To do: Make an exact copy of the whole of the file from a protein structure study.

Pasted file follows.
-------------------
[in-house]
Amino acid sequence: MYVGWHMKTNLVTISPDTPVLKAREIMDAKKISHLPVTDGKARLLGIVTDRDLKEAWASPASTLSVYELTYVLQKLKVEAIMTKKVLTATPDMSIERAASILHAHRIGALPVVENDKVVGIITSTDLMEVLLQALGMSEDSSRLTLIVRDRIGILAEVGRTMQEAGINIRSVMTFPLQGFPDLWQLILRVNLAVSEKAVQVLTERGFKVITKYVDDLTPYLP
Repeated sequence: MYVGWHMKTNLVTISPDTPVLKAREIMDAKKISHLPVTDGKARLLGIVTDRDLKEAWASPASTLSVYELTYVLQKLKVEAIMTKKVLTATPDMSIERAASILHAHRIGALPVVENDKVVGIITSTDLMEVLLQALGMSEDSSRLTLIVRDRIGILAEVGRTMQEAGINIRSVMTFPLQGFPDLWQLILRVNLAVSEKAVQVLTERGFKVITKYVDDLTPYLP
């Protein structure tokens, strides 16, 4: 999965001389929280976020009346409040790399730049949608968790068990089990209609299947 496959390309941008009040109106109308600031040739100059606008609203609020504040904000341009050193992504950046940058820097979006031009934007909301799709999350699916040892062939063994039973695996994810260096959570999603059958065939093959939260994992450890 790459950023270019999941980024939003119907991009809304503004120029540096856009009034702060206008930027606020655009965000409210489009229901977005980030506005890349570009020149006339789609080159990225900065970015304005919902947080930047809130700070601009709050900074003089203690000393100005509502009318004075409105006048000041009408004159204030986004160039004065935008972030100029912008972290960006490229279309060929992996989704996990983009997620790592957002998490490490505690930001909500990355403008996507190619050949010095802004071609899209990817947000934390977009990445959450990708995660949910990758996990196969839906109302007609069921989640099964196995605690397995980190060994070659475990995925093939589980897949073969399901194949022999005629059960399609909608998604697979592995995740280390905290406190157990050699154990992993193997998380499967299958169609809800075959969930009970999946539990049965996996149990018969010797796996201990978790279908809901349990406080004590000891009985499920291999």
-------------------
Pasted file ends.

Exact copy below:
[in-house]
Amino acid sequence: MYVGWHMKTNLVTISPDTPVLKAREIMDAKKISHLPVTDGKARLLGIVTDRDLKEAWASPASTLSVYELTYVLQKLKVEAIMTKKVLTATPDMSIERAASILHAHRIGALPVVENDKVVGIITSTDLMEVLLQALGMSEDSSRLTLIVRDRIGILAEVGRTMQEAGINIRSVMTFPLQGFPDLWQLILRVNLAVSEKAVQVLTERGFKVITKYVDDLTPYLP
Repeated sequence: MYVGWHMKTNLVTISPDTPVLKAREIMDAKKISHLPVTDGKARLLGIVTDRDLKEAWASPASTLSVYELTYVLQKLKVEAIMTKKVLTATPDMSIERAASILHAHRIGALPVVENDKVVGIITSTDLMEVLLQALGMSEDSSRLTLIVRDRIGILAEVGRTMQEAGINIRSVMTFPLQGFPDLWQLILRVNLAVSEKAVQVLTERGFKVITKYVDDLTPYLP
């Protein structure tokens, strides 16, 4: 999965001389929280976020009346409040790399730049949608968790068990089990209609299947 496959390309941008009040109106109308600031040739100059606008609203609020504040904000341009050193992504950046940058820097979006031009934007909301799709999350699916040892062939063994039973695996994810260096959570999603059958065939093959939260994992450890 790459950023270019999941980024939003119907991009809304503004120029540096856009009034702060206008930027606020655009965000409210489009229901977005980030506005890349570009020149006339789609080159990225900065970015304005919902947080930047809130700070601009709050900074003089203690000393100005509502009318004075409105006048000041009408004159204030986004160039004065935008972030100029912008972290960006490229279309060929992996989704996990983009997620790592957002998490490490505690930001909500990355403008996507190619050949010095802004071609899209990817947000934390977009990445959450990708995660949910990758996990196969839906109302007609069921989640099964196995605690397995980190060994070659475990995925093939589980897949073969399901194949022999005629059960399609909608998604697979592995995740280390905290406190157990050699154990992993193997998380499967299958169609809800075959969930009970999946539990049965996996149990018969010797796996201990978790279908809901349990406080004590000891009985499920291999």